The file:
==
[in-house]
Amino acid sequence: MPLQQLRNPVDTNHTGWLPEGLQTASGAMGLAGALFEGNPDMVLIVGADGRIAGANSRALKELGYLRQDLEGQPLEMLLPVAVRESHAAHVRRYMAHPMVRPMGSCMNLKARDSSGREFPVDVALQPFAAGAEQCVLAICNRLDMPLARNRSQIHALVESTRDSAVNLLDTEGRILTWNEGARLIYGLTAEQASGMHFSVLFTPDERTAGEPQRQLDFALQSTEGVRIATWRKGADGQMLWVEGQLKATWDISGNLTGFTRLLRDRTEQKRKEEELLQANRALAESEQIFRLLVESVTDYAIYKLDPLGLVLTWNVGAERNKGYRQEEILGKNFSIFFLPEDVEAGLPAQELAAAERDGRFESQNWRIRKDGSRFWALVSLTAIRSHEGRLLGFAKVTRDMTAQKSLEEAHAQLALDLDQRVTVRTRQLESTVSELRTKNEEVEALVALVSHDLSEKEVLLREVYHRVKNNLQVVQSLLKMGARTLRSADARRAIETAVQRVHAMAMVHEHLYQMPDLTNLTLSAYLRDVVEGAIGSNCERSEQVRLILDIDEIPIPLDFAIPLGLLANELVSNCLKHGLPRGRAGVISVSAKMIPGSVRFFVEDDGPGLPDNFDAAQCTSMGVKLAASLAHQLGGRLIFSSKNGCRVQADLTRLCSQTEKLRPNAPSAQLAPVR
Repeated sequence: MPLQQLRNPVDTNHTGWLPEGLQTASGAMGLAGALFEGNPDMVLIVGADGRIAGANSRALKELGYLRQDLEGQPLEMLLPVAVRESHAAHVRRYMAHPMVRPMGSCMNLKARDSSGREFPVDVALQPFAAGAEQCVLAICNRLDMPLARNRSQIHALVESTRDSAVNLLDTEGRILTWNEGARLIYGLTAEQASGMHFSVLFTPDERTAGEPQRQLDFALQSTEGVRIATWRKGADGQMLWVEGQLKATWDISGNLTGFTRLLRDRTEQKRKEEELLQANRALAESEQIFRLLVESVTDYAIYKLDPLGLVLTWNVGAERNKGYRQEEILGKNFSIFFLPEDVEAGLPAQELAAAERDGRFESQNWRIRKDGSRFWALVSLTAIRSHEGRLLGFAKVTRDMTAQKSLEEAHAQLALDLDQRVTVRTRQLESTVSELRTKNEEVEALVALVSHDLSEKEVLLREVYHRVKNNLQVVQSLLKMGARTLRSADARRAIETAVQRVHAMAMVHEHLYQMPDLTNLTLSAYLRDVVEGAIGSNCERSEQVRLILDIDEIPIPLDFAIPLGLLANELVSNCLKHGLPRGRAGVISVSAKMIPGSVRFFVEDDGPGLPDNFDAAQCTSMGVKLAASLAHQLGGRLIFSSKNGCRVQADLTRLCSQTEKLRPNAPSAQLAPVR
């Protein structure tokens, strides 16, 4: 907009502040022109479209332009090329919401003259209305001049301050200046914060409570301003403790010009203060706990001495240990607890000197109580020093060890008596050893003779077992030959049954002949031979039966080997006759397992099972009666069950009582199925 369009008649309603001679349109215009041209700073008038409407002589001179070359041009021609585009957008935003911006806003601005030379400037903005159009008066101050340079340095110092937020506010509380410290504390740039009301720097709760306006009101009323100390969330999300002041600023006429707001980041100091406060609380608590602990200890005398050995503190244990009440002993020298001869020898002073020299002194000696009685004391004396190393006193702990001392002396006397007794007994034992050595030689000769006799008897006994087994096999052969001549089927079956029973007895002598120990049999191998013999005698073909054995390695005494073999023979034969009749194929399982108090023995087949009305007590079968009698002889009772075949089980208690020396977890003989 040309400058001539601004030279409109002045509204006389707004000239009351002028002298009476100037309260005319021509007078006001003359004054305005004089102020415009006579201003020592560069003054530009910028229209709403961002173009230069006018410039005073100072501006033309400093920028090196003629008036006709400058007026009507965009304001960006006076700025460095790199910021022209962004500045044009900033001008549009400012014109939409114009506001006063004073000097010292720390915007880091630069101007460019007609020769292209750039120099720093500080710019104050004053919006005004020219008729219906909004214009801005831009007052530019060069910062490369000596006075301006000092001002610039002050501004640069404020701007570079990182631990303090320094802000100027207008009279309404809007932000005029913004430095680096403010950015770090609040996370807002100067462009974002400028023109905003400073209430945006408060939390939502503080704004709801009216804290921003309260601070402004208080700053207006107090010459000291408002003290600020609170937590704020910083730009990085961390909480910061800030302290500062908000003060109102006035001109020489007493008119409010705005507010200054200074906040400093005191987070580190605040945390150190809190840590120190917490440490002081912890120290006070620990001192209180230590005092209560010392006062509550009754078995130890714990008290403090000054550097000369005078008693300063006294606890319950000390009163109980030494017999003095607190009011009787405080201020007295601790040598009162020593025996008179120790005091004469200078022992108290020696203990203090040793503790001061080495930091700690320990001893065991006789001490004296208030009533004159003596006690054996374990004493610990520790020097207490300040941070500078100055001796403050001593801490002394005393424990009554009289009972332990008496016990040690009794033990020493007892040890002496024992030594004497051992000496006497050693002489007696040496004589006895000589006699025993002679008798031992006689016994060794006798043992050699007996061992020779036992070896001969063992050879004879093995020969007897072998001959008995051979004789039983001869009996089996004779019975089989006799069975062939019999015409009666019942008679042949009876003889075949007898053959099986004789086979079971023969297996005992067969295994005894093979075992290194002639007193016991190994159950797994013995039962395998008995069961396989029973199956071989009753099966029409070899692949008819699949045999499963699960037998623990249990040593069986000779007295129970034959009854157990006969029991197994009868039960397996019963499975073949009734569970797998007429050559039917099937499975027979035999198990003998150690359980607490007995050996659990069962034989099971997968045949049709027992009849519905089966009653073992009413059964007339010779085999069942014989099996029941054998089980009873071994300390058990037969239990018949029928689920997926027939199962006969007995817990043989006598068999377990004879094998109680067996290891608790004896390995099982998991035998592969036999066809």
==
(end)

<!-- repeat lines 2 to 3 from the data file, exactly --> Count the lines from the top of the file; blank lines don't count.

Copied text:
Amino acid sequence: MPLQQLRNPVDTNHTGWLPEGLQTASGAMGLAGALFEGNPDMVLIVGADGRIAGANSRALKELGYLRQDLEGQPLEMLLPVAVRESHAAHVRRYMAHPMVRPMGSCMNLKARDSSGREFPVDVALQPFAAGAEQCVLAICNRLDMPLARNRSQIHALVESTRDSAVNLLDTEGRILTWNEGARLIYGLTAEQASGMHFSVLFTPDERTAGEPQRQLDFALQSTEGVRIATWRKGADGQMLWVEGQLKATWDISGNLTGFTRLLRDRTEQKRKEEELLQANRALAESEQIFRLLVESVTDYAIYKLDPLGLVLTWNVGAERNKGYRQEEILGKNFSIFFLPEDVEAGLPAQELAAAERDGRFESQNWRIRKDGSRFWALVSLTAIRSHEGRLLGFAKVTRDMTAQKSLEEAHAQLALDLDQRVTVRTRQLESTVSELRTKNEEVEALVALVSHDLSEKEVLLREVYHRVKNNLQVVQSLLKMGARTLRSADARRAIETAVQRVHAMAMVHEHLYQMPDLTNLTLSAYLRDVVEGAIGSNCERSEQVRLILDIDEIPIPLDFAIPLGLLANELVSNCLKHGLPRGRAGVISVSAKMIPGSVRFFVEDDGPGLPDNFDAAQCTSMGVKLAASLAHQLGGRLIFSSKNGCRVQADLTRLCSQTEKLRPNAPSAQLAPVR
Repeated sequence: MPLQQLRNPVDTNHTGWLPEGLQTASGAMGLAGALFEGNPDMVLIVGADGRIAGANSRALKELGYLRQDLEGQPLEMLLPVAVRESHAAHVRRYMAHPMVRPMGSCMNLKARDSSGREFPVDVALQPFAAGAEQCVLAICNRLDMPLARNRSQIHALVESTRDSAVNLLDTEGRILTWNEGARLIYGLTAEQASGMHFSVLFTPDERTAGEPQRQLDFALQSTEGVRIATWRKGADGQMLWVEGQLKATWDISGNLTGFTRLLRDRTEQKRKEEELLQANRALAESEQIFRLLVESVTDYAIYKLDPLGLVLTWNVGAERNKGYRQEEILGKNFSIFFLPEDVEAGLPAQELAAAERDGRFESQNWRIRKDGSRFWALVSLTAIRSHEGRLLGFAKVTRDMTAQKSLEEAHAQLALDLDQRVTVRTRQLESTVSELRTKNEEVEALVALVSHDLSEKEVLLREVYHRVKNNLQVVQSLLKMGARTLRSADARRAIETAVQRVHAMAMVHEHLYQMPDLTNLTLSAYLRDVVEGAIGSNCERSEQVRLILDIDEIPIPLDFAIPLGLLANELVSNCLKHGLPRGRAGVISVSAKMIPGSVRFFVEDDGPGLPDNFDAAQCTSMGVKLAASLAHQLGGRLIFSSKNGCRVQADLTRLCSQTEKLRPNAPSAQLAPVR